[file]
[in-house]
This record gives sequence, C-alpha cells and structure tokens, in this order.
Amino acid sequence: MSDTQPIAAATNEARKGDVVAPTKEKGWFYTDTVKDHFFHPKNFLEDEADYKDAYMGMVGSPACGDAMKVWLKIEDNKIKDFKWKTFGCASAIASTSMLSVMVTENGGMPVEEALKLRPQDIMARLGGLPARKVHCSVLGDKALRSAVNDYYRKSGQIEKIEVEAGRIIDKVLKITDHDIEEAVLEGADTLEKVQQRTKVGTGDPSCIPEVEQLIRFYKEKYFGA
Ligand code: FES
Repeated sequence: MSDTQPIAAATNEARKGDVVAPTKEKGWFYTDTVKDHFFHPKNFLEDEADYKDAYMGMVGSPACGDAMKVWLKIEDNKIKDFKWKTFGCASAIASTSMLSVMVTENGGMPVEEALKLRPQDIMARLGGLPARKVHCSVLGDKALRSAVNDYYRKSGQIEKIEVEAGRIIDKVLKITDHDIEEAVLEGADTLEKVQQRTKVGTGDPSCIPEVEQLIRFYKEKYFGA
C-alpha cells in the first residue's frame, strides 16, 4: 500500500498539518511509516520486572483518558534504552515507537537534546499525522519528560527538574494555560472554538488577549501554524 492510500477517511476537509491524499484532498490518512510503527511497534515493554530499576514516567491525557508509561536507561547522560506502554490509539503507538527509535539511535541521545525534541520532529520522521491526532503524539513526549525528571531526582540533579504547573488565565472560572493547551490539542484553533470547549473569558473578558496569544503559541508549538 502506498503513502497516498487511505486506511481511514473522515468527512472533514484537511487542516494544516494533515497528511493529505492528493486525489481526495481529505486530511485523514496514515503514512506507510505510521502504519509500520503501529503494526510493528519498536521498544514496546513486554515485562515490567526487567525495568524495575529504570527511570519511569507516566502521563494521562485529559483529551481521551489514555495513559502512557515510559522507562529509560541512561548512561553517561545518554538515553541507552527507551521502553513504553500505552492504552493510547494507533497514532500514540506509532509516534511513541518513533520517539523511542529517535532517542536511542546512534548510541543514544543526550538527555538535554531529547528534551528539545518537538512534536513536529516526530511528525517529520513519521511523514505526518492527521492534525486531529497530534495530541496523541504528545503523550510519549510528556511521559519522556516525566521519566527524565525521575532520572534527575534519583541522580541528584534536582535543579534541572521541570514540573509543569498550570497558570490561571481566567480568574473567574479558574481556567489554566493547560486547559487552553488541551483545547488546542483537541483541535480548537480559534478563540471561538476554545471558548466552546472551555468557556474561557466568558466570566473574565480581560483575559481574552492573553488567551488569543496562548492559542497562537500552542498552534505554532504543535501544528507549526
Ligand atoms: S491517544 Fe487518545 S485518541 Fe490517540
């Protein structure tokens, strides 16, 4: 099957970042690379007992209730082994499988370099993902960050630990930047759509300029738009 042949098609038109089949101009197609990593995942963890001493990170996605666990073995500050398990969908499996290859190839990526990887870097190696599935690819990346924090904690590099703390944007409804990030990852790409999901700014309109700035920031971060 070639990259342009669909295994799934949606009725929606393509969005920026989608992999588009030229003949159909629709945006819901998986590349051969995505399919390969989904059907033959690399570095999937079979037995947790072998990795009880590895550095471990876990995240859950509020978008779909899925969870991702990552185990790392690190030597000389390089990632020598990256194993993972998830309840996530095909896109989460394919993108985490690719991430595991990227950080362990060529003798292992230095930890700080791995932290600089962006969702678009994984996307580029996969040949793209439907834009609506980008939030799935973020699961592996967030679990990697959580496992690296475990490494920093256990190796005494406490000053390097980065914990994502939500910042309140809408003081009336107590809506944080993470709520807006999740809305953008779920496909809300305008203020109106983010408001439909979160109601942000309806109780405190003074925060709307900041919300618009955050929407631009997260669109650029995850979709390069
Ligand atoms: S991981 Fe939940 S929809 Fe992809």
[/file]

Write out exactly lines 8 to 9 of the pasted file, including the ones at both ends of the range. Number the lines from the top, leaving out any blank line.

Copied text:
């Protein structure tokens, strides 16, 4: 099957970042690379007992209730082994499988370099993902960050630990930047759509300029738009 042949098609038109089949101009197609990593995942963890001493990170996605666990073995500050398990969908499996290859190839990526990887870097190696599935690819990346924090904690590099703390944007409804990030990852790409999901700014309109700035920031971060 070639990259342009669909295994799934949606009725929606393509969005920026989608992999588009030229003949159909629709945006819901998986590349051969995505399919390969989904059907033959690399570095999937079979037995947790072998990795009880590895550095471990876990995240859950509020978008779909899925969870991702990552185990790392690190030597000389390089990632020598990256194993993972998830309840996530095909896109989460394919993108985490690719991430595991990227950080362990060529003798292992230095930890700080791995932290600089962006969702678009994984996307580029996969040949793209439907834009609506980008939030799935973020699961592996967030679990990697959580496992690296475990490494920093256990190796005494406490000053390097980065914990994502939500910042309140809408003081009336107590809506944080993470709520807006999740809305953008779920496909809300305008203020109106983010408001439909979160109601942000309806109780405190003074925060709307900041919300618009955050929407631009997260669109650029995850979709390069
Ligand atoms: S991981 Fe939940 S929809 Fe992809």